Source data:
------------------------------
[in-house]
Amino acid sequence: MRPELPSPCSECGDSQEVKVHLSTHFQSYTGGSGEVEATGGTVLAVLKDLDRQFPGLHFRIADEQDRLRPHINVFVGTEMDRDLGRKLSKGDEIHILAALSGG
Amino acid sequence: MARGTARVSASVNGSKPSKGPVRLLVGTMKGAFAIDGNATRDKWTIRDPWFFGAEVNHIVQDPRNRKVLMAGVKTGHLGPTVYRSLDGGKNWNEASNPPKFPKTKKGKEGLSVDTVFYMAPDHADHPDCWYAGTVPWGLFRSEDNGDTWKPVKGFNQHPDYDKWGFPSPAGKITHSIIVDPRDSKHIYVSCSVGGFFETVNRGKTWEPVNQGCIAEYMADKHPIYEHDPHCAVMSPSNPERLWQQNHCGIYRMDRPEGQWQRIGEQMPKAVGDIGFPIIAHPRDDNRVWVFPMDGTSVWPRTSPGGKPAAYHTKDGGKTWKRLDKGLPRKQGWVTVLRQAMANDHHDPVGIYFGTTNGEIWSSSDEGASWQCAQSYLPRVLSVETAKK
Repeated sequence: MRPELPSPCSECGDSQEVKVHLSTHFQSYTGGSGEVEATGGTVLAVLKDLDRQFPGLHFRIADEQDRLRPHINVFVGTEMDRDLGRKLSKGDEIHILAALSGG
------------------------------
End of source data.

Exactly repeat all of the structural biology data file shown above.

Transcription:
[in-house]
Amino acid sequence: MRPELPSPCSECGDSQEVKVHLSTHFQSYTGGSGEVEATGGTVLAVLKDLDRQFPGLHFRIADEQDRLRPHINVFVGTEMDRDLGRKLSKGDEIHILAALSGG
Amino acid sequence: MARGTARVSASVNGSKPSKGPVRLLVGTMKGAFAIDGNATRDKWTIRDPWFFGAEVNHIVQDPRNRKVLMAGVKTGHLGPTVYRSLDGGKNWNEASNPPKFPKTKKGKEGLSVDTVFYMAPDHADHPDCWYAGTVPWGLFRSEDNGDTWKPVKGFNQHPDYDKWGFPSPAGKITHSIIVDPRDSKHIYVSCSVGGFFETVNRGKTWEPVNQGCIAEYMADKHPIYEHDPHCAVMSPSNPERLWQQNHCGIYRMDRPEGQWQRIGEQMPKAVGDIGFPIIAHPRDDNRVWVFPMDGTSVWPRTSPGGKPAAYHTKDGGKTWKRLDKGLPRKQGWVTVLRQAMANDHHDPVGIYFGTTNGEIWSSSDEGASWQCAQSYLPRVLSVETAKK
Repeated sequence: MRPELPSPCSECGDSQEVKVHLSTHFQSYTGGSGEVEATGGTVLAVLKDLDRQFPGLHFRIADEQDRLRPHINVFVGTEMDRDLGRKLSKGDEIHILAALSGG